The title "Satyrn" plays off the small grotesque character within the trifoil that I've incorporated into the bridge tableau. The character - adapted from one of my drawings - is somewhat an amalgamation of a classic mythical satyr and a minotaur, lending its chimerical mojo to this unique guitar. The carving itself reminds me of an ancient Greek mask.
The instrument as a whole has a most definite quality of antiquity, despite the fact that the instrument is a 21st century electric guitar. The wood, the wood work... I let the carving quality itself invoke a sense of the historical artifact or museum piece. In the hands, a person my be quite stricken with the notion that this instrument could have easily been a valuable part of some luxurious 17th or 18th century sailing ship. Everything about this guitar screams wood. Just holding it, even I have a much greater awareness of "wood" than I remember having with most of my other guitars, even though they, too, are constructed almost entirely of wood.
Despite the air of centuries-old craftsmanship and antiquity, make no mistake, this is a contemporary, precision handcrafted instrument.
Aside from the obvious carved elements, the actual bridge/saddle pin configuration itself is something a bit unique, compared to the usual presence of commercial hardware on most electric guitars. As I've mentioned on more than one occasion, I much prefer to design and construct as much of the instrument as I possibly can. My bridges are perfect opportunities for me to express myself, not just for the sake of embellishment, but where it counts toward the instrument's tonal character, intonation, and playability. My guitars are not just about looks. I don't see the point in building a high-end, handcrafted musical instrument that is not a professional-grade player.
The bridge is a solid block of ebony here - about the size of a standard tune-o-matic, though somewhat taller, because it resides in a slot and is height-adjustable utilizing 2 hex-head screws set in from behind. The adjustment screws are threaded through brass thread inserts for a seriously stable and sturdy adjustment, not to mention, a solid coupling to the body wood. The height of the bridge is easily changed, depending upon one's preference for action.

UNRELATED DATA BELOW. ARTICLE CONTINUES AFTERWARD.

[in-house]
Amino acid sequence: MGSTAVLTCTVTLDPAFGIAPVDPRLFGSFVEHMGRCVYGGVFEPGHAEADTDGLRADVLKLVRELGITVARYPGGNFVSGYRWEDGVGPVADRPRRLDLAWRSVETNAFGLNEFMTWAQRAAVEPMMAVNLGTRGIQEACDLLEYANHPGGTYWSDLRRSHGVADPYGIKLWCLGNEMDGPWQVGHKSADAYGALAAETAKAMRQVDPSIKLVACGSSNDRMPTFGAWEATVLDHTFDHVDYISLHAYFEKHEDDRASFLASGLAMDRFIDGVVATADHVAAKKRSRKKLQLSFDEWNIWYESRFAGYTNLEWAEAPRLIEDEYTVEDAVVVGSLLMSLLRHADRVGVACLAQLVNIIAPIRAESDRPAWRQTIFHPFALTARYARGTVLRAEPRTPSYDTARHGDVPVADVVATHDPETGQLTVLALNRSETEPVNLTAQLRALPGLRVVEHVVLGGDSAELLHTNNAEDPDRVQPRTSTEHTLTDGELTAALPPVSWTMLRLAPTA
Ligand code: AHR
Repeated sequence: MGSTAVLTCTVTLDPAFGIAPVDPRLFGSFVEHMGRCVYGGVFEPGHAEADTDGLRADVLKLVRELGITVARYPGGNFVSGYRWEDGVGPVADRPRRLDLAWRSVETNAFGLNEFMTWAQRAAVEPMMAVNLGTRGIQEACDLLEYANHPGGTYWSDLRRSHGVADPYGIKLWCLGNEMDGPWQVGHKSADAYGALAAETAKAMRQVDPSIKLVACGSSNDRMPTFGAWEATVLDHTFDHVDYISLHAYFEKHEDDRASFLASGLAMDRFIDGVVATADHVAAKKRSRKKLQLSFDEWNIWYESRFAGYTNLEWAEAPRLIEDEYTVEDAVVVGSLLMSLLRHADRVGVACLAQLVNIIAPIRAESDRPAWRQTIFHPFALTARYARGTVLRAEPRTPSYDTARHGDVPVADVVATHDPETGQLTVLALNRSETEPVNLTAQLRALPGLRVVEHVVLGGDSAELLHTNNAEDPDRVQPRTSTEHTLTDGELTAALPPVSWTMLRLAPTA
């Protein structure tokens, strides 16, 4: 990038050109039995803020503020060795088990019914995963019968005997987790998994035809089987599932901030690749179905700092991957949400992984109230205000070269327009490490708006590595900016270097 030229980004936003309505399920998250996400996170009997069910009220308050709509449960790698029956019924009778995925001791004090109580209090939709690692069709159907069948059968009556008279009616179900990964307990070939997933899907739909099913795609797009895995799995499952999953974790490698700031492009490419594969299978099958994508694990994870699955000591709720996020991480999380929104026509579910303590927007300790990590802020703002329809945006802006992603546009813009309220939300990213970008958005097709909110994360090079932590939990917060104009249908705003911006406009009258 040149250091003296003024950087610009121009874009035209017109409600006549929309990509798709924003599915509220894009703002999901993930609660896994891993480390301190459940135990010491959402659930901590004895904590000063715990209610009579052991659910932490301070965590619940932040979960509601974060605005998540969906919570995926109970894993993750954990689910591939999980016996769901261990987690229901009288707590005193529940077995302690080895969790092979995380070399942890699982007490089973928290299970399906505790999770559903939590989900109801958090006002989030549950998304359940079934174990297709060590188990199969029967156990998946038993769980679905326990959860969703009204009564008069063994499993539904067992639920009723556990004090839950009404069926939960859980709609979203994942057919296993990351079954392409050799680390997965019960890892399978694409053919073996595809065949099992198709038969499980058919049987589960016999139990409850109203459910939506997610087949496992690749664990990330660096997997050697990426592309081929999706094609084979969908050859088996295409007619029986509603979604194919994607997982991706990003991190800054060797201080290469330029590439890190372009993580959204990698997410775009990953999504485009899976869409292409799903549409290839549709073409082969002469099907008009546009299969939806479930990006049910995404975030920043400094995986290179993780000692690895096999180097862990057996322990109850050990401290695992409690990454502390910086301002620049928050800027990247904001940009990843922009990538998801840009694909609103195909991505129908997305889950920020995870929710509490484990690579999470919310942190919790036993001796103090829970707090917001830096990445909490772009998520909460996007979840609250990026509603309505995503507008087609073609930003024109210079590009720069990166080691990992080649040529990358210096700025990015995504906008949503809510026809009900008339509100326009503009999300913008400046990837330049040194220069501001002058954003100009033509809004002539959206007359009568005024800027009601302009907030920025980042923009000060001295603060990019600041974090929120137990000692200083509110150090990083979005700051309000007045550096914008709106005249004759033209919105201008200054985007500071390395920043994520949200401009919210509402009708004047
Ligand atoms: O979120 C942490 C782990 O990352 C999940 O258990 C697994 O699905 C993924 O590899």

I use wooden saddles quite regularly on my instruments and rather enjoy the tone. However, the bridge I've created here is for the electric players who prefer that their strings break over metal. Consequently, I've incorporated brass pins as individual saddles.
The primary difference between this bridge and the standard tune-o-matic is the set intonation of the brass pins in this bridge block. I've intonated these pins for a set of .010 strings, one of the most popular string sizes for electric guitar. Should the player require a different size that doesn't quite intonate with these pins, I'd be happy to build a new bridge block that will easily fit into the bridge block slot of the Satyrn. Like the tune-o-matic, the block makes contact with two adjustable screws, which set into threaded inserts, installed deeply into the body wood, but don't forget that the bridge block of the Satyrn is tightly fit to the slot, providing direct contact with the body wood, itself.